Mwalimu J. K. Nyerere as an African rewriter: The case of Kiswahili creative translations and rewritings select="/dri:document/dri:meta/dri:pageMeta/dri:metadata[@element='title']/node()"/>

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dc.contributor.author Malangwa, Pendo S.
dc.date.accessioned 2015-03-24T09:38:32Z
dc.date.available 2015-03-24T09:38:32Z
dc.date.issued 2012
dc.identifier.citation Malangwa, P.S. (2012). Mwalimu J. K. Nyerere as an African rewriter: The case of Kiswahili creative translations and rewritings. Journal for Studies in Humanities and Social Sciences, 1(2): 103-110. en_US
dc.identifier.issn 2026-7215
dc.identifier.uri http://hdl.handle.net/11070/1374
dc.description.abstract Rewriting, in the narrow sense, is the presentation of works of literature to suit various ideological and poetological ends; it refers to the written process of changing genres. In the broader sense, it includes all forms of transforming a text from one culture or text type to another. In that sense, rewriting places the production and reception of literature within the wider framework of culture and history. Translation is one form of rewriting; it transforms a text written in one source language into another target language. States or their leaders can use rewritings for cultural, political, economical and ideological purposes. J.K. Nyerere used rewriting as a tool for ideological, social and Cultural Revolution. Moreover, he used rewriting as a technique of mobilizing and influencing his society towards appreciating religious doctrine and African socialism. This paper examines some of J.K. Nyerere’s rewriting contributions into Kiswahili since his country’s independence. en_US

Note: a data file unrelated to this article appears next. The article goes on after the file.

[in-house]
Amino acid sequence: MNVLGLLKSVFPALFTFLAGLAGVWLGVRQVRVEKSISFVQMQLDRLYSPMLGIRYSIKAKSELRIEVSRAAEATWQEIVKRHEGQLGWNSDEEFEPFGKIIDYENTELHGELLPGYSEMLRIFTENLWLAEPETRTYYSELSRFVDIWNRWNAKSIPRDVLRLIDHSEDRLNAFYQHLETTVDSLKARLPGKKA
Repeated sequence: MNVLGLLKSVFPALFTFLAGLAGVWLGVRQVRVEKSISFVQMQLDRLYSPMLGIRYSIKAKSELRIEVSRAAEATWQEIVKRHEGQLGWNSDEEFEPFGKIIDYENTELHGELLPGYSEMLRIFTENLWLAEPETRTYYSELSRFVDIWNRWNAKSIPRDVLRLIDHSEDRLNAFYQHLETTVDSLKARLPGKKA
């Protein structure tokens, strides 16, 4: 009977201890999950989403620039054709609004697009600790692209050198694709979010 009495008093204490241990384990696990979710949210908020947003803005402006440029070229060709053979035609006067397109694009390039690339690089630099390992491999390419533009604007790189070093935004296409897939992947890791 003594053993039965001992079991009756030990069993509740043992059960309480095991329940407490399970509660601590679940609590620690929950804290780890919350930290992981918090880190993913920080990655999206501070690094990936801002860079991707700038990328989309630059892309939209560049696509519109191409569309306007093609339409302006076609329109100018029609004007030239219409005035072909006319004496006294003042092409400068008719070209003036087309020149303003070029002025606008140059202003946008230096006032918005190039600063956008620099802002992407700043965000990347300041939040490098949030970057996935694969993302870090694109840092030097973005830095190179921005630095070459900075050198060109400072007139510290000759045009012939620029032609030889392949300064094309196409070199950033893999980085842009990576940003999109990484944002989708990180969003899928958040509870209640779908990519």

dc.language.iso en en_US
dc.publisher University of Namibia en_US
dc.subject Kiswahili en_US
dc.title Mwalimu J. K. Nyerere as an African rewriter: The case of Kiswahili creative translations and rewritings en_US
dc.type Article en_US


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